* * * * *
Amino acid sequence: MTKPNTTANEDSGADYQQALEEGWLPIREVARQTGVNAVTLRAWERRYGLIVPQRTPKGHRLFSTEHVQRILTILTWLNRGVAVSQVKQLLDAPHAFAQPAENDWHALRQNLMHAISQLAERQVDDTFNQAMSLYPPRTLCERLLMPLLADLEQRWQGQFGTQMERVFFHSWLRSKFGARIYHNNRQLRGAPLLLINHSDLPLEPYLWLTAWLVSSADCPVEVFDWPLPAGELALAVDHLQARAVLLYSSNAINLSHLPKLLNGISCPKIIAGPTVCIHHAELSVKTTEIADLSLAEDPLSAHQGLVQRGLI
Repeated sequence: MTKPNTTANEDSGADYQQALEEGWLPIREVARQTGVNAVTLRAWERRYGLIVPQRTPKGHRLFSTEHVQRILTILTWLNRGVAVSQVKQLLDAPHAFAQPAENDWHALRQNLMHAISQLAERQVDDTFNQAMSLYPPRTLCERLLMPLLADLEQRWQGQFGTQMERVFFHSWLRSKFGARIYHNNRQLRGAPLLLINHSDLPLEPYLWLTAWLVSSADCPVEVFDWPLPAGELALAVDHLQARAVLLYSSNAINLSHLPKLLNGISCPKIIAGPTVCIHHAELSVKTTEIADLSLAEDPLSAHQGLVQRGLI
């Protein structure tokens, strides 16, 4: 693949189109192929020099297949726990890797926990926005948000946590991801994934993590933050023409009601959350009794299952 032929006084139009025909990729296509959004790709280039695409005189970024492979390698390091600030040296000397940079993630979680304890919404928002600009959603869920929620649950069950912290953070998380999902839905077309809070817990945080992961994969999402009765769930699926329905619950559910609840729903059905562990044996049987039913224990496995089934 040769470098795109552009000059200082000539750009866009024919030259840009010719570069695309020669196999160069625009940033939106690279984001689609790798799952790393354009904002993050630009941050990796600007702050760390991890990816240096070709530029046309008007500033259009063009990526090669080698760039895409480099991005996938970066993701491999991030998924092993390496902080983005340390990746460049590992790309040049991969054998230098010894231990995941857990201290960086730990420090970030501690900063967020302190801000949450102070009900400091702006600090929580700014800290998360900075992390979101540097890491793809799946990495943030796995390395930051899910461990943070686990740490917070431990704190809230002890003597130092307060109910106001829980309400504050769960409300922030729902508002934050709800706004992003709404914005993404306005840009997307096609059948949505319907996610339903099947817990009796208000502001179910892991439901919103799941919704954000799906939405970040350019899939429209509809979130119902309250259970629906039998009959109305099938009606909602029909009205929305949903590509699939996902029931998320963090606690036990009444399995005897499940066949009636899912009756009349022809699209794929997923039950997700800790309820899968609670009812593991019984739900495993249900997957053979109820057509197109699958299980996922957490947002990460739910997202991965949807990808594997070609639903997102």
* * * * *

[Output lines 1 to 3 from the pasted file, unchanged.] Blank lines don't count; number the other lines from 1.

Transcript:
Amino acid sequence: MTKPNTTANEDSGADYQQALEEGWLPIREVARQTGVNAVTLRAWERRYGLIVPQRTPKGHRLFSTEHVQRILTILTWLNRGVAVSQVKQLLDAPHAFAQPAENDWHALRQNLMHAISQLAERQVDDTFNQAMSLYPPRTLCERLLMPLLADLEQRWQGQFGTQMERVFFHSWLRSKFGARIYHNNRQLRGAPLLLINHSDLPLEPYLWLTAWLVSSADCPVEVFDWPLPAGELALAVDHLQARAVLLYSSNAINLSHLPKLLNGISCPKIIAGPTVCIHHAELSVKTTEIADLSLAEDPLSAHQGLVQRGLI
Repeated sequence: MTKPNTTANEDSGADYQQALEEGWLPIREVARQTGVNAVTLRAWERRYGLIVPQRTPKGHRLFSTEHVQRILTILTWLNRGVAVSQVKQLLDAPHAFAQPAENDWHALRQNLMHAISQLAERQVDDTFNQAMSLYPPRTLCERLLMPLLADLEQRWQGQFGTQMERVFFHSWLRSKFGARIYHNNRQLRGAPLLLINHSDLPLEPYLWLTAWLVSSADCPVEVFDWPLPAGELALAVDHLQARAVLLYSSNAINLSHLPKLLNGISCPKIIAGPTVCIHHAELSVKTTEIADLSLAEDPLSAHQGLVQRGLI
């Protein structure tokens, strides 16, 4: 693949189109192929020099297949726990890797926990926005948000946590991801994934993590933050023409009601959350009794299952 032929006084139009025909990729296509959004790709280039695409005189970024492979390698390091600030040296000397940079993630979680304890919404928002600009959603869920929620649950069950912290953070998380999902839905077309809070817990945080992961994969999402009765769930699926329905619950559910609840729903059905562990044996049987039913224990496995089934 040769470098795109552009000059200082000539750009866009024919030259840009010719570069695309020669196999160069625009940033939106690279984001689609790798799952790393354009904002993050630009941050990796600007702050760390991890990816240096070709530029046309008007500033259009063009990526090669080698760039895409480099991005996938970066993701491999991030998924092993390496902080983005340390990746460049590992790309040049991969054998230098010894231990995941857990201290960086730990420090970030501690900063967020302190801000949450102070009900400091702006600090929580700014800290998360900075992390979101540097890491793809799946990495943030796995390395930051899910461990943070686990740490917070431990704190809230002890003597130092307060109910106001829980309400504050769960409300922030729902508002934050709800706004992003709404914005993404306005840009997307096609059948949505319907996610339903099947817990009796208000502001179910892991439901919103799941919704954000799906939405970040350019899939429209509809979130119902309250259970629906039998009959109305099938009606909602029909009205929305949903590509699939996902029931998320963090606690036990009444399995005897499940066949009636899912009756009349022809699209794929997923039950997700800790309820899968609670009812593991019984739900495993249900997957053979109820057509197109699958299980996922957490947002990460739910997202991965949807990808594997070609639903997102």